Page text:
The Illinois Agricultural Leadership Program (IALP) Class of 2016 provided input into proposed changes for the farm and agriculture exhibit at Chicago’s world-famous Museum of Science and Industry. The tour and discussion session was part of a three-day Media Relations Seminar held in July.
After touring the “Farm Tech” exhibit, class members met with Kurt Haunfelner, Vice President of Exhibits and Collections, and Dr. Patricia Ward, Director, Science Exhibitions and Partnerships, to exchange ideas on updating and telling the story of modern agriculture. Class members emphasized the importance of updating the technical aspects of farming that allow for improving environmental conservation, while showing the multi-generational nature of family farming and the need to feed more people in the world.
The seminar began at the offices of Potash Corporation in Northbrook. Judy Ungar Franks, Lecturer, Medill IMC, Northwestern University, spoke about “The Changing Media Landscape” and how social media and traditional media are used together to inform and entertain. Charlie Meyerson, Vice President of News for Rivet Radio, demonstrated one of the changes in media by showcasing Rivet Radio. Rivet is an Internet radio news application and platform delivering personalized news and information. During the discussion, Meyerson sent live video of the class to several of his colleagues whom he alerted through Twitter of the pending videocast. Dr. Robert Mullen, Director of Agronomy for PotashCorp, discussed the importance of communicating critical agricultural issues to consumers.
Learning how the public engages with agriculture was a key lesson as the class toured Wagner Farm in Glenview. The 18-acre working farm is part of the Glenview Park District, and is the only connection to agriculture for most of its 130,000 annual visitors. The farm director is Todd Price, a graduate of the IALP Class of 2014.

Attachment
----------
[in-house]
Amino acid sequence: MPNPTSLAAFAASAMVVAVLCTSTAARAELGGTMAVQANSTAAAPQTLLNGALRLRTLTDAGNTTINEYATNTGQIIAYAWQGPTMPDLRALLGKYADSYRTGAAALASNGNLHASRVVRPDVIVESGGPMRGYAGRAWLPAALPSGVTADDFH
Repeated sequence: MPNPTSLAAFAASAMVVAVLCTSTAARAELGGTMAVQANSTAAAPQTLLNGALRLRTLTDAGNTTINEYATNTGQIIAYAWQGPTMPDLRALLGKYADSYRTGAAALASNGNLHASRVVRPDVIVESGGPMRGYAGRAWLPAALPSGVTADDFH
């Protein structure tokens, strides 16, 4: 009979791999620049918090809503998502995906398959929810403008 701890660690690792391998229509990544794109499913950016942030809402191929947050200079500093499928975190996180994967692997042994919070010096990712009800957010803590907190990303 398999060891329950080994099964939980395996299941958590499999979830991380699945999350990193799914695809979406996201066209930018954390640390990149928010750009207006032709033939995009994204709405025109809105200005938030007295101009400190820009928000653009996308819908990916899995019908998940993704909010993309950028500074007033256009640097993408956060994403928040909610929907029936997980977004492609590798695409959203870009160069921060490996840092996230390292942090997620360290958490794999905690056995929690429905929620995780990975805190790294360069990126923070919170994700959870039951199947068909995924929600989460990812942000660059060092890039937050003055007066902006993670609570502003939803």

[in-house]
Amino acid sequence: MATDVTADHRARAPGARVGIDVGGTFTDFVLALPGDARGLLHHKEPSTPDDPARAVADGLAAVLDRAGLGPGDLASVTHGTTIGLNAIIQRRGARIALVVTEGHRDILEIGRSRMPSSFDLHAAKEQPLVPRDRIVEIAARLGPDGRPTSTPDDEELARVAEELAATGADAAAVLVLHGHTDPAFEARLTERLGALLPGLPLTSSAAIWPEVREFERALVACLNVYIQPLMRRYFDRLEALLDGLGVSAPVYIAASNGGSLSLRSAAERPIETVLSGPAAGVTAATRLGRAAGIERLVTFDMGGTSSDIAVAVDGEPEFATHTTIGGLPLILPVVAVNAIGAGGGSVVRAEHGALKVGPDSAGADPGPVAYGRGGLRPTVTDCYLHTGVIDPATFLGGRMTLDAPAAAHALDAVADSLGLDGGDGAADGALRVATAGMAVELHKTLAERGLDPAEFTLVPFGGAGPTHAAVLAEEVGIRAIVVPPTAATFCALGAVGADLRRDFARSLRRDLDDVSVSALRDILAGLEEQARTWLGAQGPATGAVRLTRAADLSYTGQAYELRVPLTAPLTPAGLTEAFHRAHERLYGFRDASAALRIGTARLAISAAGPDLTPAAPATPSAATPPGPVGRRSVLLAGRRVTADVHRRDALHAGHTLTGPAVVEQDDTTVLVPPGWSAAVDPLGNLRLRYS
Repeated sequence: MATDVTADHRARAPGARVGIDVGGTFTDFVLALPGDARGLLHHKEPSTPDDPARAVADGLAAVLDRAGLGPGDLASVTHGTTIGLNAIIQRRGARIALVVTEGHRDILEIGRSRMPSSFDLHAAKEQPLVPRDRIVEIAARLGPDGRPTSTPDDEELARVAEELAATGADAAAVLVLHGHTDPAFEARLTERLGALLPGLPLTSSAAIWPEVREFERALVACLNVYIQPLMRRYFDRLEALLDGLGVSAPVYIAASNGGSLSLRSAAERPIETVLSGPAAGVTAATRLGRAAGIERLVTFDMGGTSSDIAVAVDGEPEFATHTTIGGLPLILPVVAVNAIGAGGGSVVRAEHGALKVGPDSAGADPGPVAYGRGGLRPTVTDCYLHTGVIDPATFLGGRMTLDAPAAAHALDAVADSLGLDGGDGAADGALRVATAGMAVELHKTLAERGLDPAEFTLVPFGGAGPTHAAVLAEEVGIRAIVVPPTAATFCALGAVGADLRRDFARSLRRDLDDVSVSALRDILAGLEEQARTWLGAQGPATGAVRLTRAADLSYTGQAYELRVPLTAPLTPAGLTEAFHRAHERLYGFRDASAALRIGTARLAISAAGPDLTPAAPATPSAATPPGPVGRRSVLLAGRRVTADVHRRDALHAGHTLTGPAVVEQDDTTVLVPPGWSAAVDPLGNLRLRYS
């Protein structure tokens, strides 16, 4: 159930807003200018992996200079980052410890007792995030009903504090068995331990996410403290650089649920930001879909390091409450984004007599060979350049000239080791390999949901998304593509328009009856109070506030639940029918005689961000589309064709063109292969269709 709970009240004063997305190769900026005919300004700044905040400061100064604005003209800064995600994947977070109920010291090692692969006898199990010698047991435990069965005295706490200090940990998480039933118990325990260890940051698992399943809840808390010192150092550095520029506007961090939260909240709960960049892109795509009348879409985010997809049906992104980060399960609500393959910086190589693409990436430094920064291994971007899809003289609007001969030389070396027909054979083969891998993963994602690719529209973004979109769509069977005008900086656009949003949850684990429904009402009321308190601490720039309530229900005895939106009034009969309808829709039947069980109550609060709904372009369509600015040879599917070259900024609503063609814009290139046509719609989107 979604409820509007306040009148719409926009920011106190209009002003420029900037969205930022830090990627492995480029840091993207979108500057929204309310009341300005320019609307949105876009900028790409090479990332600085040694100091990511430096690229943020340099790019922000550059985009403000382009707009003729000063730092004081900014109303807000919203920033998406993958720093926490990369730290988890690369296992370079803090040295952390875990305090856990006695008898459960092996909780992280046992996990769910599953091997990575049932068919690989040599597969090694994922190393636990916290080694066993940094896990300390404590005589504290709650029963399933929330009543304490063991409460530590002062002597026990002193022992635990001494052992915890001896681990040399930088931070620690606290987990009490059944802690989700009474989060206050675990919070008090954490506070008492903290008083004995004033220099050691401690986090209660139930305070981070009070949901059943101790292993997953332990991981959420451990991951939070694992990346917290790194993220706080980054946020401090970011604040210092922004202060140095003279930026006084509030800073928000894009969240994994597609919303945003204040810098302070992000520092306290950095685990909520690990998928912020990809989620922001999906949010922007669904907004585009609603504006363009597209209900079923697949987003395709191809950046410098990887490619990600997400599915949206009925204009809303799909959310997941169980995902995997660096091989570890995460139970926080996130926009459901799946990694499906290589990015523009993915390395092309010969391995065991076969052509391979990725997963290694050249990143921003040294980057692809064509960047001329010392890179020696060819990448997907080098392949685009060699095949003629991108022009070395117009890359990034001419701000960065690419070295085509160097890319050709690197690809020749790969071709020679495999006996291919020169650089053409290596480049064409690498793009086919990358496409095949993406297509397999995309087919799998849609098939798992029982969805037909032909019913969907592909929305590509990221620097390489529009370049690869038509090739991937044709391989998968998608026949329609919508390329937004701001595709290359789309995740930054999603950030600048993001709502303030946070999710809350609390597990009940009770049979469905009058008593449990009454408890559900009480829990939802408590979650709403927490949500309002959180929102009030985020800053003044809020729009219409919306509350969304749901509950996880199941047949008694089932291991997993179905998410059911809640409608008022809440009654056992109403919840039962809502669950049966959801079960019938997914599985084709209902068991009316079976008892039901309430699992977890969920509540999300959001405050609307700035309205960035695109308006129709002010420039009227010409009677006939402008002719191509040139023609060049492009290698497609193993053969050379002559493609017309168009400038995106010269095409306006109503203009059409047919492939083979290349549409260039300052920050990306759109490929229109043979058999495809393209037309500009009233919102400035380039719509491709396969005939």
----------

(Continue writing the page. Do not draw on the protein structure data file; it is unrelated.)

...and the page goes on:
The class worked an entire day of the seminar at Tribune Tower on Michigan Avenue. Michael Turley, CEO of the public relations firm OsbornBarr, discussed the importance of communicating shared values and developing effective messages. Two OsbornBarr staff members, Kelly Reilly and Laura Smith, then worked with the class to develop those messages.
Legendary agribusiness broadcaster and IALF Board Member Emeritus Orion Samuelson from WGN Radio and This Week in Agribusiness interviewed each class member. The interviews were replayed and critiqued by the class.
The second day of the seminar ended with a tour and reception at the Ronald McDonald House in Chicago. The house serves as a home for families of critically ill children being treated at Chicago-area hospitals. More than 800 people serve as volunteers to care for the residents and facility.
On the final day of the seminar, the Class of 2016 was briefed on the Farm Illinois project. The Food and Agriculture RoadMap for Illinois (FARM Illinois) was established in 2014 to develop a comprehensive strategic plan to enable Illinois and the Chicago region to become the leading global hub for food and agriculture system innovation. The briefing was held at Resolute Consulting, where staff there also provided an overview of services provided by a communications outreach firm.
“This was an outstanding seminar for our leadership class,” said Don Norton, President & CEO of the Illinois Agricultural Leadership Foundation. “We appreciate the Museum of Science and Industry for allowing us to provide input and begin the dialog for their display on farm technology. Our presenters gave us an excellent overview of working within the changing media landscape of the 21st Century.”